Tanning Beds Skin Cancer and Aging Skin Risks

Tanning Bed Skin Cancer Risks

Mary Amons After Stitches MOHs Surgery4

In Addition to Aging Your Skin Prematurely, Do You Know the Dangers of Tanning Beds?

The end of winter to spring season is the time of year when we start to show more skin and begin working on getting a golden tan before vacation. Don't be lured in to the tanning salon to get the golden glow! The World Health Organization has declared indoor tanning devices to be cancer-causing agents that are in the same category as tobacco. Studies have found a 59% increase in the risk of melanoma in those who have been exposed to UV radiation from indoor tanning.

To date, more than 30 states restrict access to indoor tanning equipment either through banning their use by minors or requiring parental consent. The American Academy of Dermatology Association (AADA) opposes indoor tanning and supports a ban on the production and sale of indoor tanning equipment for non-medical purposes.The AADA also supports the World Health Organization recommendation that minors should not use indoor tanning equipment. Unless and until the Food and Drug Administration bans the sale and use of indoor tanning equipment for non-medical purposes, the AADA supports restrictions for indoor tanning facilities, including: No person or facility should advertise the use of any UVA or UVB tanning device using wording such as “safe,” “safe tanning,” “no harmful rays,” “no adverse effect,” or similar wording or concepts.

Tanning Bed Risks

Risk factors

  • Exposure to natural and artificial ultraviolet (UV) light is a risk factor for all types of skin cancer.5
    • Avoiding this risk factor alone could prevent more than 3 million cases of skin cancer every year.14
    • More people develop skin cancer because of tanning than develop lung cancer because of smoking.17
  • Increasing intermittent sun exposure in childhood and during one’s lifetime is associated with an increased risk of squamous cell carcinoma, basal cell carcinoma and melanoma.18
    • Sustaining five or more blistering sunburns between ages 15 and 20 increases one’s  melanoma risk by 80 percent and nonmelanoma skin cancer risk by 68 percent.19
    • In 2010, new research found that daily sunscreen use cut the incidence of melanoma, the deadliest form of skin cancer, in half.20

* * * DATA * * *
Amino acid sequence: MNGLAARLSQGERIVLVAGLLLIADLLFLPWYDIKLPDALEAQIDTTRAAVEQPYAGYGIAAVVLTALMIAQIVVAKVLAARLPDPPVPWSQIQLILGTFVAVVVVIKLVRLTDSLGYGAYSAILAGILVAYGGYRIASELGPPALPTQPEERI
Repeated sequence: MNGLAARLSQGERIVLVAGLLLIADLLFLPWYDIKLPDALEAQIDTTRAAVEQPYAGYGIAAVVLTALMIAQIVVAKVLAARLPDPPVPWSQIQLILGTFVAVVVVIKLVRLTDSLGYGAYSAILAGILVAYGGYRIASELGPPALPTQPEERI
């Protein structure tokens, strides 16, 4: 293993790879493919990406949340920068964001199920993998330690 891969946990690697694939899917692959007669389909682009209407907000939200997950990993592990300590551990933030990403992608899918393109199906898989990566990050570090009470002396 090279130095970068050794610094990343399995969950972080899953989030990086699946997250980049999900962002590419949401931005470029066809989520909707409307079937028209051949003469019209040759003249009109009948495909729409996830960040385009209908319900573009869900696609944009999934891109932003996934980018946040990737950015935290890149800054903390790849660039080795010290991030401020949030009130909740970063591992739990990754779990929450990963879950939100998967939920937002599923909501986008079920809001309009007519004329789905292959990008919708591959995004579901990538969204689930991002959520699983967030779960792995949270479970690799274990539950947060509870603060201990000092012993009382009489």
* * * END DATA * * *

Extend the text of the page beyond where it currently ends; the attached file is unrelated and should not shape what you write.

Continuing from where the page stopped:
• Exposure to tanning beds increases the risk of melanoma, especially in women 45 and younger.21
    • In females 15 to 29 years old, the torso/trunk is the most common location for developing melanoma, which may be due to high-risk tanning behaviors.10,22
  • Risk factors for all types of skin cancer include skin that burns easily; blond or red hair; a history of excessive sun exposure, including sunburns; tanning bed use; immune system-suppressing diseases or treatments; and a history of skin cancer.5
    • People with more than 50 moles, atypical moles, or large moles are at an increased risk of developing melanoma, as are those with light skin and freckles, and those with a personal or family history of melanoma.5,23
  • Melanoma survivors have an approximately nine-fold increased risk of developing another melanoma compared to the general population.24
  • Men and women with a history of nonmelanoma skin cancer are at a higher risk of developing melanoma than people without a nonmelanoma skin cancer history.25
  • Women with a history of nonmelanoma skin cancer are at a higher risk of developing leukemia, breast, kidney and lung cancers, and men with a history of nonmelanoma skin cancer are at a higher risk of developing prostate cancer. 25

Prevent Skin CancerPrevention and detection

  • Because exposure to UV light is the most preventable risk factor for all skin cancers14, the American Academy of Dermatology encourages everyone to protect their skin from the sun’s harmful UV rays by seeking shade, wearing protective clothing and using a sunscreen with a Sun Protection Factor of 30 or higher.
    • Because severe sunburns during childhood may increase one’s risk of melanoma, children should be especially protected from the sun.5
  • People should not use tanning beds or sun lamps, which are sources of artificial UV radiation that may cause skin cancer.5
  • Skin cancer warning signs include changes in size, shape or color of a mole or other skin lesion, the appearance of a new growth on the skin, or a sore that doesn't heal. If you notice any spots on your skin that are different from the others, or anything changing, itching or bleeding, the American Academy of Dermatology recommends that you make an appointment with a board-certified dermatologist.
  • The American Academy of Dermatology encourages everyone to perform skin self-exams to check for signs of skin cancer and get a skin exam from a doctor. A dermatologist can make individual recommendations as to how often a person needs these exams based on risk factors, including skin type, history of sun exposure and family history.
  • Individuals with a history of melanoma should have a full-body exam by a board-certified dermatologist at least annually and perform regular self-exams to check for new and changing moles.26

See Spot 1 in 5Make an appointment for a full body skin cancer screening with our board-certified dermatology team today! Skin cancer screenings saves lives.

Call 240-482-2555 for an appointment in Chevy Chase, Maryland, and 301-345-7375 for an appointment in Greenbelt, Maryland.